After nearly a decade of rumors fitting him for pinstripes, Carlos Beltran has officially become a Yankee by inking a three-year, $45 million contract. Beltran, entering his age 37 season, isn't the same all-around superstar who once complemented his big bat with high-percentage base thievery and gliding, Gold Glove-caliber defense in the outfield. The same can be said at the plate -- he's not the same hitter he used to be. But in this case, his production hasn't suffered much as a result.
Beltran has shown a keen eye during his big league career, posting a double-digit walk rate nine times in sixteen seasons. But as the switch-hitter has crossed his mid-30's, he has turned into more of a hacker: his unintentional walk rate dipped from 10.7 percent in 2011 to 8.1 percent in 2012 and 6.2 percent this past year. The last time Beltran drew so few walks was 1998, when he was a 21-year-old blue-chipper getting a late-September look with the Royals. Yet Beltran is still raking, putting up a park-and-league adjusted OPS 54 percent above average in '11, and 28 percent above average in both '12 and '13. What gives?
Turns out, the Yankees' latest mercenary replacement for Robinson Cano has expanded his strike zone against "soft" pitches -- curveballs, sliders and changeups -- while still doing damage against those offerings. Those extra chases haven't helped Beltran, but he has offset them by also becoming more aggressive on breaking and off-speed stuff thrown within the strike zone.
Here's Beltran's swing rate against soft pitches over the past three seasons. You'll note two key changes in Beltran's approach: he's chasing more curves, sliders and changeups thrown below the knees, but he's also letting it rip more often on soft stuff thrown high in the strike zone:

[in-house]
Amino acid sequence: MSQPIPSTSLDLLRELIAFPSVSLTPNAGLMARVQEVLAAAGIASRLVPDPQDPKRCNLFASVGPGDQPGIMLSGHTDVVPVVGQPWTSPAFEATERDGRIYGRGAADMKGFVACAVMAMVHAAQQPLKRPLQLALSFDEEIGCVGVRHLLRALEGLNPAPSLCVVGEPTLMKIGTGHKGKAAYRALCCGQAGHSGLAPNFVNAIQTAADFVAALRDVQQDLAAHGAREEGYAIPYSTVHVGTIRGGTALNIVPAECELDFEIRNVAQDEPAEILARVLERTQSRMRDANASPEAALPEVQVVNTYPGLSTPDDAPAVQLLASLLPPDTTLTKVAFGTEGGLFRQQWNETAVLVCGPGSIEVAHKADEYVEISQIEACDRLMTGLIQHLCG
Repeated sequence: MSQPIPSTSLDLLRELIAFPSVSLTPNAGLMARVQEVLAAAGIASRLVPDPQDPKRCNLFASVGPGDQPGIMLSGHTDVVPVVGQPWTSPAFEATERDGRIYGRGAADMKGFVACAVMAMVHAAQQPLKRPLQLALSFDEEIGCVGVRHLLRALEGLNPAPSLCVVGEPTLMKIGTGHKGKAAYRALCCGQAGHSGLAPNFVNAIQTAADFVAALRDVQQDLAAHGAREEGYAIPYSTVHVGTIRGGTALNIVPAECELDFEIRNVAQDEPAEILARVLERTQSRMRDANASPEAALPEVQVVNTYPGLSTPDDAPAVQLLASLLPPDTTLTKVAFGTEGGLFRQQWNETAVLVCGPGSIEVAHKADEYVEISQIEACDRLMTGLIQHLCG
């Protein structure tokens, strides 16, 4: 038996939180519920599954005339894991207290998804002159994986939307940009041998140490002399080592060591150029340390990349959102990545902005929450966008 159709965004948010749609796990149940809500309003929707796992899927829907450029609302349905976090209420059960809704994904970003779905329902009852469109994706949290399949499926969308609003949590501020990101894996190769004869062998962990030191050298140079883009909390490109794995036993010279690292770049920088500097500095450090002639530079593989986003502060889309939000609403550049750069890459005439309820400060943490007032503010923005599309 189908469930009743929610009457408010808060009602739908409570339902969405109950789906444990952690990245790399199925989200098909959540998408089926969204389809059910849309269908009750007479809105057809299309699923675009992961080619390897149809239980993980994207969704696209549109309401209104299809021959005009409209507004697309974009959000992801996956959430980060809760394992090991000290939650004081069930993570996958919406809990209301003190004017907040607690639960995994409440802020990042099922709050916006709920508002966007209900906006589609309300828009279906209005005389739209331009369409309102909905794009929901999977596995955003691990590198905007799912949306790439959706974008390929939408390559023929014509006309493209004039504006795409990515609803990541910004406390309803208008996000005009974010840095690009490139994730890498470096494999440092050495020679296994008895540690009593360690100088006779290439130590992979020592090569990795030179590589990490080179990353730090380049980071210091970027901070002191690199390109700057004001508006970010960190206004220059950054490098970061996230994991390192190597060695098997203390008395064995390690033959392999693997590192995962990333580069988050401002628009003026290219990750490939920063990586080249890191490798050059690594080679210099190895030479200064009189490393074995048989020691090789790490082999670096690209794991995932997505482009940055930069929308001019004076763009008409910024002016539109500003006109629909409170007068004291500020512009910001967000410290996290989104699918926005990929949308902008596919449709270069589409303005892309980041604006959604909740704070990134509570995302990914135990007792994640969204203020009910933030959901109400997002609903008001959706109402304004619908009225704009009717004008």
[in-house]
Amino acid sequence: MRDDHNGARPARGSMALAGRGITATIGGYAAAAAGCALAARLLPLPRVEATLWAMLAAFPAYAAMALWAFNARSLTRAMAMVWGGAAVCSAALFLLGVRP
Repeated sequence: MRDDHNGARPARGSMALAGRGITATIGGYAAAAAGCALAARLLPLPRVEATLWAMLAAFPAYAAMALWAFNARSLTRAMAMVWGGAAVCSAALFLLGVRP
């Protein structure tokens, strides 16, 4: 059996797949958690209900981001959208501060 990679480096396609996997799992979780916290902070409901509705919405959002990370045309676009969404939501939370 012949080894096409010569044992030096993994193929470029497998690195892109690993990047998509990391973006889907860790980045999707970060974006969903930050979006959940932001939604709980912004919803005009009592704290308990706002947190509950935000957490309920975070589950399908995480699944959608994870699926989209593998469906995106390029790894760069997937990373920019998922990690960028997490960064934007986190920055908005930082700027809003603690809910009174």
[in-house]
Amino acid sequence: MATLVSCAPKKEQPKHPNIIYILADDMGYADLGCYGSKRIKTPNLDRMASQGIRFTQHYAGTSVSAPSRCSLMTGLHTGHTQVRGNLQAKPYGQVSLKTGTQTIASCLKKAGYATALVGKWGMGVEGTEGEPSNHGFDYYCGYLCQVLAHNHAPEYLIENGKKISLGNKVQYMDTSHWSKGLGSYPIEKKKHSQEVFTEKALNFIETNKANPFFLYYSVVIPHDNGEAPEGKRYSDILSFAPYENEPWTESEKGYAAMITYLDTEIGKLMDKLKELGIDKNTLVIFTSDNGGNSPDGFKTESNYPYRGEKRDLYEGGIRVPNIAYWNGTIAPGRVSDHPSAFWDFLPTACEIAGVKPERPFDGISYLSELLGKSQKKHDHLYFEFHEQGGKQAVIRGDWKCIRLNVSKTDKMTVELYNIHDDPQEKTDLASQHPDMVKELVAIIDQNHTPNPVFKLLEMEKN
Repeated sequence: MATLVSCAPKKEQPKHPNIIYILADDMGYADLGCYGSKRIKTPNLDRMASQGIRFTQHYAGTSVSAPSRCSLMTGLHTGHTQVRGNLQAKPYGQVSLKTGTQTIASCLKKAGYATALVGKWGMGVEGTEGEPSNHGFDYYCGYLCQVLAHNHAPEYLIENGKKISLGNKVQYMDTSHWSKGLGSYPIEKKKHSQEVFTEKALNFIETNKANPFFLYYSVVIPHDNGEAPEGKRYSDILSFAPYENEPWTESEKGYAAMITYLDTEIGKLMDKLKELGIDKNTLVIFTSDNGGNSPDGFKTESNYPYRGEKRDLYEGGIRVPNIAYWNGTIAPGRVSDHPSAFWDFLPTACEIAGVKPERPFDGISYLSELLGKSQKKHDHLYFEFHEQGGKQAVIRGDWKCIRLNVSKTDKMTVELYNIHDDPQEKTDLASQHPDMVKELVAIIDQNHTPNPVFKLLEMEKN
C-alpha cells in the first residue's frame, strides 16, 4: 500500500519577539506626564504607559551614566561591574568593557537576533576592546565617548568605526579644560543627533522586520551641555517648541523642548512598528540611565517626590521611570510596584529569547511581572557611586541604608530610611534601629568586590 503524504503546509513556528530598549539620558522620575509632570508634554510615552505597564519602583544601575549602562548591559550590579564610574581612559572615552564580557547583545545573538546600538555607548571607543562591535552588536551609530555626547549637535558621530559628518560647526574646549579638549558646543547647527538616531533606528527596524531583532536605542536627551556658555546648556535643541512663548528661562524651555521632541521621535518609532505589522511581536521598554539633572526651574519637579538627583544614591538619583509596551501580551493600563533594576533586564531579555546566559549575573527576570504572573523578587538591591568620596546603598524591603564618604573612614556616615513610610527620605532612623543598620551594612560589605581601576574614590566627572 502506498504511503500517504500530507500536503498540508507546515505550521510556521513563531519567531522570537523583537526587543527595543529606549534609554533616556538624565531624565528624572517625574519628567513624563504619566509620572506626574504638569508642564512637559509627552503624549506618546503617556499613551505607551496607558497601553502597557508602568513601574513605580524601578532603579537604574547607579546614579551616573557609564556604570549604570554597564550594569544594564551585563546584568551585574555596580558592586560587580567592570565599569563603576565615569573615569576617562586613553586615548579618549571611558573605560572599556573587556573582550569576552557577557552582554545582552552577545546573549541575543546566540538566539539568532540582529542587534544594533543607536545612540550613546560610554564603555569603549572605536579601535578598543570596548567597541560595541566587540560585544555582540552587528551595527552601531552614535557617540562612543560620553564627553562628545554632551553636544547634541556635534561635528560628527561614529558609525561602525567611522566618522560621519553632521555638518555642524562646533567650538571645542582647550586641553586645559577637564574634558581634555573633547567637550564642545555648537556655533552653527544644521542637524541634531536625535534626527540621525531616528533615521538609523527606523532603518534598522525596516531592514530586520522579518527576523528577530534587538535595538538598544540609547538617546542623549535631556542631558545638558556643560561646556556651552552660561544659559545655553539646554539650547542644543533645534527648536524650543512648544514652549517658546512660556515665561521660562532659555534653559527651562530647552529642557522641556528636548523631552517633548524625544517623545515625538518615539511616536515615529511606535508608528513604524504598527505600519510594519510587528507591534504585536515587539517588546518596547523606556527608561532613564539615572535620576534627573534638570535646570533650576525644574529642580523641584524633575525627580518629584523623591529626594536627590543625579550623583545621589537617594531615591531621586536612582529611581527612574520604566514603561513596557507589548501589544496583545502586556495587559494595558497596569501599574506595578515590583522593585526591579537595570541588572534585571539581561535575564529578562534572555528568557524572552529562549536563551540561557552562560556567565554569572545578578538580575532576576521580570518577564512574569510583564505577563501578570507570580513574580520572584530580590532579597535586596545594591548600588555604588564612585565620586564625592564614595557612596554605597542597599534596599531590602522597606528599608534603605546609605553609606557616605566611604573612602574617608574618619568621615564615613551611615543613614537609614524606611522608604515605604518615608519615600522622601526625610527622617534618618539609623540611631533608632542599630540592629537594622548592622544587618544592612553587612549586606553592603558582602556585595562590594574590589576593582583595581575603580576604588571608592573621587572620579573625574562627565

Beltran's swing rate vs. soft pitches, 2011
Beltran's swing rate vs. soft pitches, 2012
Beltran's swing rate vs. soft pitches, 2013
In 2011, Beltran's chase rate versus curves, sliders and changeups (29 percent) was comfortably below the major league average (32 percent). But he has lunged at more soft stuff in both 2012 (35 percent) and 2013 (38 percent). Bad things tend to happen when hitters swing at soft pitches thrown off the plate (they slugged a collective .197 on those offerings from 2011-13), and Beltran is no exception (his three-year slugging percentage is .235).
While Beltran has shown less patience on soft stuff thrown out of the zone, he has simultaneously become more discerning -- and deadly -- on piches tossed over the plate. Beltran's swing rate on in-zone breaking and off-speed pitches has climbed from around 71 percent in 2011 and '12 to 75 percent in 2013 (the MLB average is about 65 percent). Great things tend to happen when hitters swing at in-zone curves, sliders and changeups (.492 slugging percentage), and Beltran is once again no exception: he slugged .535 in 2011, .572 in 2012, and .582 in 2013.
Carlos Beltran has shown less ability to lay off breaking and off-speed pitches thrown outside of the strike zone, leading to more weakly hit grounders and fly balls. But he has become better at knowing when to take a cut at soft stuff thrown inside of the strike zone, leading to more drives that split the gaps or clear the fence. The result has basically been a wash. Beltran is a more aggressive hitter than he used to be, though not a worse hitter. He's just different.